|Steve Carell and Keira Knightley in Seeking a Friend for the End of the World|
Seeking a Friend for the End of the World, from writer–director Lorene Scafaria (Nick and Norah's Infinite Playlist), is a charming and oddly pleasant romantic comedy set against the backdrop of the last three weeks before the Earth is destroyed by an asteroid's impact. Unfortunately, Seeking a Friend seems to have missed its cultural moment: it not only comes on the heels of 2011's limited-perspective apocalypse dramas Melancholia and 4:44 Last Day on Earth, but it unironically presents a quintessential Manic Pixie Dream Girl in the year of her deconstruction, from Zoe Kazan's Ruby Sparks to Parker Posey's character Liz on the television series Louie. 2012 phenomena aside, Seeking a Friend feels like it ought to have come out around the turn of the millennium, the last time the cultural collective was fixated on The End. As it is, Seeking a Friend for the End of the World feels hopelessly dated and out-of-touch.
Steve Carell stars as the too-on-the-nose named Dodge, the Inhibited Sad Sack who needs Keira Knightley's Manic Pixie Dream Girl Penny to deliver him from his lonely joyless life. Penny is 100 proof MPDG, from her introduction where she literally throws herself into Dodge's arms through his apartment window when he checks in on her during a apocalypse/breakup-induced crying session on the fire escape, to her seemingly serious medical condition that's presented as quirky and precious (hypersomnia); her misplaced priorities (fleeing her home as a rioting mob descends, she grabs as many vinyl records as she can carry and screams to the others, "Goodbye, Friends!") to her improbably sunny disposition (when Dodge tries to prompt her to think of things she won't miss about the world, she even finds sympathy for her dentist).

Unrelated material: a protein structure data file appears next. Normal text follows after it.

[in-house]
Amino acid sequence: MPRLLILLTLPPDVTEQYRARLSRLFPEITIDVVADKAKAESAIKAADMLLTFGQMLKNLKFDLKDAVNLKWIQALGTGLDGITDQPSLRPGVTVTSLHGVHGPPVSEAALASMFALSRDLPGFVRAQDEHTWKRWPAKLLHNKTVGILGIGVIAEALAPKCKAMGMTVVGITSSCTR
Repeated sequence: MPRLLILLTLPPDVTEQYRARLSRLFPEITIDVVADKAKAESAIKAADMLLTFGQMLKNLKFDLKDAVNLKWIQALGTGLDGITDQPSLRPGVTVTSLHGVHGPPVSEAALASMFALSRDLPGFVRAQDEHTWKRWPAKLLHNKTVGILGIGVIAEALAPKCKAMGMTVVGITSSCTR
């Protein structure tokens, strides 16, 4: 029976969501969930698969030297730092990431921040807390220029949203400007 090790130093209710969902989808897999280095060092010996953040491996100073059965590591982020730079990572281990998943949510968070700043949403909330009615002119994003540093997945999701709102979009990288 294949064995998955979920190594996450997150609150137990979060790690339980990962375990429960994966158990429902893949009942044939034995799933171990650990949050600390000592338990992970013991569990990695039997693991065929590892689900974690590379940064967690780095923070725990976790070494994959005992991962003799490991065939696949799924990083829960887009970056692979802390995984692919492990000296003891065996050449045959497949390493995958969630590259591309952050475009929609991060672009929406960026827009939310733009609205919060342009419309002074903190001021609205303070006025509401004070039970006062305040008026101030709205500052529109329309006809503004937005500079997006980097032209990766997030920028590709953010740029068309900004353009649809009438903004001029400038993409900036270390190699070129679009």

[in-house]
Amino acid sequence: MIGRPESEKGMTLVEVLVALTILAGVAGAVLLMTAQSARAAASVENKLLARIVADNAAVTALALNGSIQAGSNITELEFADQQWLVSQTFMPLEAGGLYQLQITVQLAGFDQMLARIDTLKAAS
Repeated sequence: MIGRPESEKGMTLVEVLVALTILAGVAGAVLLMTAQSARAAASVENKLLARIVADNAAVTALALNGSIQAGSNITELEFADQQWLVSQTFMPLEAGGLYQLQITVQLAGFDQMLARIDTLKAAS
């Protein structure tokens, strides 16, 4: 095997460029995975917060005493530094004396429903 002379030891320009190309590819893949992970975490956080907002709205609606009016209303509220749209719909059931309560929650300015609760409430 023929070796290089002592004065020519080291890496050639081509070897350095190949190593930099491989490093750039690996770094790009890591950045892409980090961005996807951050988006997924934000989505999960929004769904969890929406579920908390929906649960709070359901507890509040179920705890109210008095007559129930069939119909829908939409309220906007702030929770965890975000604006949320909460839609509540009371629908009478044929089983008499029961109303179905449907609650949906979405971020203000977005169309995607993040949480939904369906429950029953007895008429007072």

|Keira Knightley as Penny|
It is unusual to find such a classic Manic Pixie in a film written by a woman, but at least Scafaria crafts Penny so that she has her own motivation outside of fixing what's left of Dodge's life. After missing the last of the commercial flights to the UK where her family is, she agrees to help Dodge get to the home of his high school sweetheart in exchange for him taking her to "someone I used to know who has a plane." In one of the most touching scenes, Penny is able to contact her family via satellite phone (cell service has been discontinued for reasons I didn't quite understand), and in that moment she seems like a real person with a real history, completely independent from Dodge or any other man.
But for the rest of the film (most notably, the conclusion), Penny seems to exist to save the spirits of Dodge. If Seeking a Friend for the End of the World were just a touch more artful, I would surmise it was using setting to further deconstruct the Manic Pixie Dream Girl. Because what better time to meet an Manic Pixie than the last two weeks before the apocalypse, when everyone is acting on hedonist impulses, and long term consequences are not a concern? At the end of most Manic Pixie Dream Girl films, the credits roll and the audience has to suppress cynical speculation as to how the rest of the MPDG and the Sad Sack's relationship would play out, wondering how such a dynamic could possibly be sustained. As Seeking a Friend for the End of the World fades to white, we're free from these doubts. Dodge and Penny's whirlwind romance doesn't have to work very hard to last until the end of time.